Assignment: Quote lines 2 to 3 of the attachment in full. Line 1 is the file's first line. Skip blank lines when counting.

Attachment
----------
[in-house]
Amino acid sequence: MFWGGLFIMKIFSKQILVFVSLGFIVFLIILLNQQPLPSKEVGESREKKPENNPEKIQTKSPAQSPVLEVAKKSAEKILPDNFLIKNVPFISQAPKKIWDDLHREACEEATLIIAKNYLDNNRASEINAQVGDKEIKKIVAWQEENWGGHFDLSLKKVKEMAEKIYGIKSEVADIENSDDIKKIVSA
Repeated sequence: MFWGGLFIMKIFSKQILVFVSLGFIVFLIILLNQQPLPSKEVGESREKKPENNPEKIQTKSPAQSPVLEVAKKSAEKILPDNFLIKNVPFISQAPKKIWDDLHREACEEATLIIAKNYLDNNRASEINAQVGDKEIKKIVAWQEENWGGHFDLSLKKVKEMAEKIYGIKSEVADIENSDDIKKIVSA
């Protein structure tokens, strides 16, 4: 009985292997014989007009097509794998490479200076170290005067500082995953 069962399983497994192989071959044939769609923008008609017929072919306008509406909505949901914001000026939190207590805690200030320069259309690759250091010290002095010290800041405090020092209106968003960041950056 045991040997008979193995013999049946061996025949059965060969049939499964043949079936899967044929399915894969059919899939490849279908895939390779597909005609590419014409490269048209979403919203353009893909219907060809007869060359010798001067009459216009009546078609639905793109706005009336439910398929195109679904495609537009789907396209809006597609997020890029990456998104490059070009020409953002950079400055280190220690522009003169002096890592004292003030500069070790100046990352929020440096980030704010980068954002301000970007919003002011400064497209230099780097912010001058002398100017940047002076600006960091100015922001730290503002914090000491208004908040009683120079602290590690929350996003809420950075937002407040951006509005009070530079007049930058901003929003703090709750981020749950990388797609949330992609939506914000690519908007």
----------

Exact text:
Amino acid sequence: MFWGGLFIMKIFSKQILVFVSLGFIVFLIILLNQQPLPSKEVGESREKKPENNPEKIQTKSPAQSPVLEVAKKSAEKILPDNFLIKNVPFISQAPKKIWDDLHREACEEATLIIAKNYLDNNRASEINAQVGDKEIKKIVAWQEENWGGHFDLSLKKVKEMAEKIYGIKSEVADIENSDDIKKIVSA
Repeated sequence: MFWGGLFIMKIFSKQILVFVSLGFIVFLIILLNQQPLPSKEVGESREKKPENNPEKIQTKSPAQSPVLEVAKKSAEKILPDNFLIKNVPFISQAPKKIWDDLHREACEEATLIIAKNYLDNNRASEINAQVGDKEIKKIVAWQEENWGGHFDLSLKKVKEMAEKIYGIKSEVADIENSDDIKKIVSA